Lake Record Question
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Posted on Tuesday Mar 26, 2013 at 9:14 PM  
Kurt, Had a friendly debate over a fish that was caught in the river several miles above the lake.

His argument is that it should be the lake record. My argument was that it was not caught in the lake thus it should not count as a lake record. He backed his argument with a Eufaula Lake record pic of a striper harvested in the river below the dam.

Kinda got me wondering after seeing that. Guess what im wondering is where is the line drawn? So far below/so far above?????

Figured if you did not know the answer off hand. You probably would know who would.
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Posted on Wednesday Mar 27, 2013 at 9:23 AM  
Let me do some leg-work and get back to you with an answer. I'll be back in the office by the end of the week and should have something then.
Posted on Wednesday Mar 27, 2013 at 9:54 AM  
Since Kurt is out of the office, I'll add a bit to this. Hopefully, he won't mind. Ultimately, his shop (the ODWC Fisheries Research Lab) administers the lake record program, so they will have the final word.

I broached this subject recently and was informed that the tailwaters of a dam (first 1000 feet) are typically lumped with the lake. Yes, in a series of lakes (such as Grand, Hudson, and Ft. Gibson), one would think a fish caught below Grand would be a Hudson Lake fish. Maybe Kurt can clarify this decision process.

As for the river above a lake, it may come down to the ecology of the species and how they use the river or lake which may factor into the decision. While the program is administered by OFRL, these lake records are individually approved or denied by the regional fisheries biologists. If they feel the lake record is valid, they approve it at their discretion.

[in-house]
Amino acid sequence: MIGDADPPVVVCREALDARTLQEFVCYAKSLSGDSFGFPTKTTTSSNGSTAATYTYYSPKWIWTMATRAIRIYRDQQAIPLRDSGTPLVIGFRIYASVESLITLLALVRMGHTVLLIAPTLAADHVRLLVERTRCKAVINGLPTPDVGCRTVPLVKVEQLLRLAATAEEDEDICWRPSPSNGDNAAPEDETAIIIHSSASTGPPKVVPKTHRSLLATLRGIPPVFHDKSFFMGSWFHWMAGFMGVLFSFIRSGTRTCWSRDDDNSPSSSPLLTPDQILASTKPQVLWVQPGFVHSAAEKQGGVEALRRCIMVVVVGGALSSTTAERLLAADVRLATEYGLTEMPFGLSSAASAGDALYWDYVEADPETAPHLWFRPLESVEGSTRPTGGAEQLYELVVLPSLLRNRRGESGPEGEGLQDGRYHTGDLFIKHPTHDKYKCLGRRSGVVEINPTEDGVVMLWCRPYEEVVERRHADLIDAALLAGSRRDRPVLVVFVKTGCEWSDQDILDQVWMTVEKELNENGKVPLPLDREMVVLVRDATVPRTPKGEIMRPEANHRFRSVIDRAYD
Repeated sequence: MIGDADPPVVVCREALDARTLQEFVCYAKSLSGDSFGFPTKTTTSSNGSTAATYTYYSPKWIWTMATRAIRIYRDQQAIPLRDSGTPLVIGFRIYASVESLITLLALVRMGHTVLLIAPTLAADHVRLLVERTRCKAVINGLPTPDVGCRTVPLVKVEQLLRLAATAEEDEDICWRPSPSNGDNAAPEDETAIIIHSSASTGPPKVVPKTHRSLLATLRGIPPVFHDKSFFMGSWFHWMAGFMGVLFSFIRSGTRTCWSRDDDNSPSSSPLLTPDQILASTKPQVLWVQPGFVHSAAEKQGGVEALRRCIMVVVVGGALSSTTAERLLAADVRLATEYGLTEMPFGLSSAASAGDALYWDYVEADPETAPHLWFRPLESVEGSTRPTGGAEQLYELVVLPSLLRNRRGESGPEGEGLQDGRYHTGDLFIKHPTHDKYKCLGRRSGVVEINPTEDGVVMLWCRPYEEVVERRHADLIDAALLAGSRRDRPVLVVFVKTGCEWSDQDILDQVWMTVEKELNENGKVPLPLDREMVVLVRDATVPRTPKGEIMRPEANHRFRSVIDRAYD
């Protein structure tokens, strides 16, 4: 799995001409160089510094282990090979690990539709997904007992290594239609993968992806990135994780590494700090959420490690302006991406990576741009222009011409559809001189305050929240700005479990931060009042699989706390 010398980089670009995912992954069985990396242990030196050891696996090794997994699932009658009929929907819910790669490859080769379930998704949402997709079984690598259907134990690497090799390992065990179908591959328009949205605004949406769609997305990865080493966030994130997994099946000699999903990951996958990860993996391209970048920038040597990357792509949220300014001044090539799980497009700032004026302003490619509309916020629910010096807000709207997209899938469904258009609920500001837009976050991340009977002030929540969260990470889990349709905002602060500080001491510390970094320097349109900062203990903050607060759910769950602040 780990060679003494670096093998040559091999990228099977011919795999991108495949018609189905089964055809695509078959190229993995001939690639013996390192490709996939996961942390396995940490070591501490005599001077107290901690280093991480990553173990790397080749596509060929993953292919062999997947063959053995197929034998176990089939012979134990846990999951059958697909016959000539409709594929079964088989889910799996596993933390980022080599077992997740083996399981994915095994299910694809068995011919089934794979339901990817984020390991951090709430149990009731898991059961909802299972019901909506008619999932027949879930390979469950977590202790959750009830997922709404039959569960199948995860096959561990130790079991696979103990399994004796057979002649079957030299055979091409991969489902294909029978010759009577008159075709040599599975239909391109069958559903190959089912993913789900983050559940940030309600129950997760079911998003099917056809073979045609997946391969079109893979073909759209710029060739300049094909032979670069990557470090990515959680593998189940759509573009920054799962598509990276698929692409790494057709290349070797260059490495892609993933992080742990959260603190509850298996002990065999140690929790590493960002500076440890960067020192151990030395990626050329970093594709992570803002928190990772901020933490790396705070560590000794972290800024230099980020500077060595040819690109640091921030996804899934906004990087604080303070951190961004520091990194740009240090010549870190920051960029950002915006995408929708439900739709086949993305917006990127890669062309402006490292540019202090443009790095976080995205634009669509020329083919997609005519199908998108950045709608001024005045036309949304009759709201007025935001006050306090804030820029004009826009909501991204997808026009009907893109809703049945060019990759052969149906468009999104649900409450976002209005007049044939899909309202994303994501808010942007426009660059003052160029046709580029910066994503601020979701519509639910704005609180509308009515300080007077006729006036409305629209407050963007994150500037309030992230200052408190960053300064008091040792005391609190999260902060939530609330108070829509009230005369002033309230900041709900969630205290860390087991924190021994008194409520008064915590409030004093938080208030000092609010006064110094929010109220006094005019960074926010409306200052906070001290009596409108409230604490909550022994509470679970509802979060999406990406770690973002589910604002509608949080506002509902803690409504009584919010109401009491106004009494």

Jason ODWC Paddlefish Biologist
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Posted on Friday Mar 29, 2013 at 11:53 AM  
The decision is pretty much left to the discretion of the ODWC supervisor of each region and our Fisheries Administration. Jason's post above pretty well sums up the process.

One thing to understand is that this Lake Record business is not to be taken as some kind of record along the lines of the IGFA world records or such. ODWC is trying to promote fishing and to get folks interested in getting out to catch a fish. Stories and photos of large fish help in that regard. The lake record rules are fairly flexible to allow a regional supervisor to sort out exactly where the fish was caught and how it should be classified (which lake, etc.). We would hope that some small recognition for a nice fish is adequate for the angler who caught it, knowing that it may help get folks out there to enjoy the sport we love.
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